Large, yellow, paper, The Jarrah Post magazine, dated January 1961. Cover page includes a printed sketch in black ink of a kangaroo and joey posting a letter. Printed across the top of the page in Old English font, is, "The Jarrah Post". Underneath the heading, within two horizontal lines, is, "January 1961". Printed along the bottom of the front page in back, is, "Issued to well conducted prisoners under detention in the Gaols of W.A./By Authority of the Comptroller General of Prisons under the direction of the Superintendent/of Fremantle Prison." Bound along centre by metal staples. Contents include several white pages of paper, printed in black ink, including illustrations.

Historical information

Created and printed at Fremantle Prison.



Registration number
Item type
165 mm
Height or length
215 mm
Contextual Information

Printing was an essential trade performed from the earliest days of the Convict Establishment, and continued without interruption throughout the site’s history. In 1854 convicts were instructed in the use of two printing presses, and printing operations at the Convict Establishment soon became so successful that they functioned as the official Government Printer for Western Australia from 1858 until around 1870.  

This status was again rewarded to Fremantle Prison again from 1950, with prisoners printing gazettes, forms, books, letterheads and official documents for the WA government. Around 1960 the printing operation was moved into one of the West Workshops on the Fremantle Prison site, and was renamed the Print Shop.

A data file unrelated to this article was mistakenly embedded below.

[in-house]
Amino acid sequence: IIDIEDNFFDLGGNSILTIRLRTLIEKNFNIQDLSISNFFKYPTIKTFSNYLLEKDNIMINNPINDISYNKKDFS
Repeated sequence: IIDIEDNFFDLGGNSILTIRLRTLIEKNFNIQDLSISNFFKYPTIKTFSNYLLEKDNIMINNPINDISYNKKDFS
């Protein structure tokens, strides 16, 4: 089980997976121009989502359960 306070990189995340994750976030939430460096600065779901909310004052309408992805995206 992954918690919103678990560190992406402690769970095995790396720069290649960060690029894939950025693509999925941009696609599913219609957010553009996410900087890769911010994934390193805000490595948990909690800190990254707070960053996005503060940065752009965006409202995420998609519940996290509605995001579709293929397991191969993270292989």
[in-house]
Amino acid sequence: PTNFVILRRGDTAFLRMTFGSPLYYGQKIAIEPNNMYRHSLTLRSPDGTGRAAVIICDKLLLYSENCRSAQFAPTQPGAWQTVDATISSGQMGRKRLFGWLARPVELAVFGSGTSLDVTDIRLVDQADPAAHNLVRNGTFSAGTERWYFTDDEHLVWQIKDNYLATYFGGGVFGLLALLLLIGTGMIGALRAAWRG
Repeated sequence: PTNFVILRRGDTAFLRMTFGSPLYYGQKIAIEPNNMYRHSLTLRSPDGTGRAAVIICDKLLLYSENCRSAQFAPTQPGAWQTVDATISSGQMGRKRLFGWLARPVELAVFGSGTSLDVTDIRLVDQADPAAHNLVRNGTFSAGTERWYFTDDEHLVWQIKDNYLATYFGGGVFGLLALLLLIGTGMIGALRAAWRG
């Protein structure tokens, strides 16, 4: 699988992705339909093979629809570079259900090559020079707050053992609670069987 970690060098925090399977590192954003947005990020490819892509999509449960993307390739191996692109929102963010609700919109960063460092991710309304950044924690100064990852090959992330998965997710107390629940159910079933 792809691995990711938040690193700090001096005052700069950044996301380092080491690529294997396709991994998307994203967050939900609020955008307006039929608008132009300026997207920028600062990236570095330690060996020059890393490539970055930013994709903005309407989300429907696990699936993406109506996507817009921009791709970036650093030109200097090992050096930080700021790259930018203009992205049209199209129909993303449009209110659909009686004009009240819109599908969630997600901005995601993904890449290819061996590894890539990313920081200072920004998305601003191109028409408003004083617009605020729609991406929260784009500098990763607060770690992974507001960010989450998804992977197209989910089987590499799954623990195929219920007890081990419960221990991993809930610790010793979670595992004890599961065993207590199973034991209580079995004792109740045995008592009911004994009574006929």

The West Workshops were built between 1900 and 1901, the outcome of the 1898-99 Royal Commission which recommended that more workshops be established at Fremantle Prison. Many internal documents, forms, and other works were also printed in the Prison's Print Shop, including the successive newsletters published during the twentieth century for prisoners, such as The Newsletter, The Jarrah Post, and Ad Rem.

The Jarrah Post was a monthly publication which was printed in the 1960s and 1970s. It was authorised by the Comptroller General of Prisons and was issued to ‘well conducted’ prisoners under detention in Western Australian gaols. In its first issue in 1960, the editorial said, “In this magazine, an attempt has been made to produce something which is entirely new in this Prison. In it, we have been given the opportunity to make known our views, and I feel this is a might step forward. The Jarrah Post is our magazine and it is intended that the items published in it will be for our interest and information.” The Jarrah Post was published in booklet form, with 16 to 20 pages, roughly A5 in size. Until the 1970s, the cover page was often printed on different colour paper, and carried a cartoon illustration created by a prisoner. Sometimes, on special occasions such as Easter or Christmas, the cover was printed in colours. The contents of the booklet were produced by male prisoners, and were originally intended for use by male prisoners only. A women’s page appeared in The Jarrah Post for the first time in December 1961, but was not a regular occurrence.

These publications included radio and movie programming, games such as crosswords, letters to the editor and carefully selected news items. By including these news items, The Jarrah Post allowed prisoners access to the media, if even in a small way. In theory at least, the publications produced at the Print Shop also aimed to give all prisoners, no matter who they were, the chance to give their opinions. One example is a poem by prisoner Bluey P, which was published in the August 1961 issue of The Jarrah Post, “Take up your pen, and do your most, they may make The Jarrah Post”.

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Fremantle Prison

Fremantle Prison

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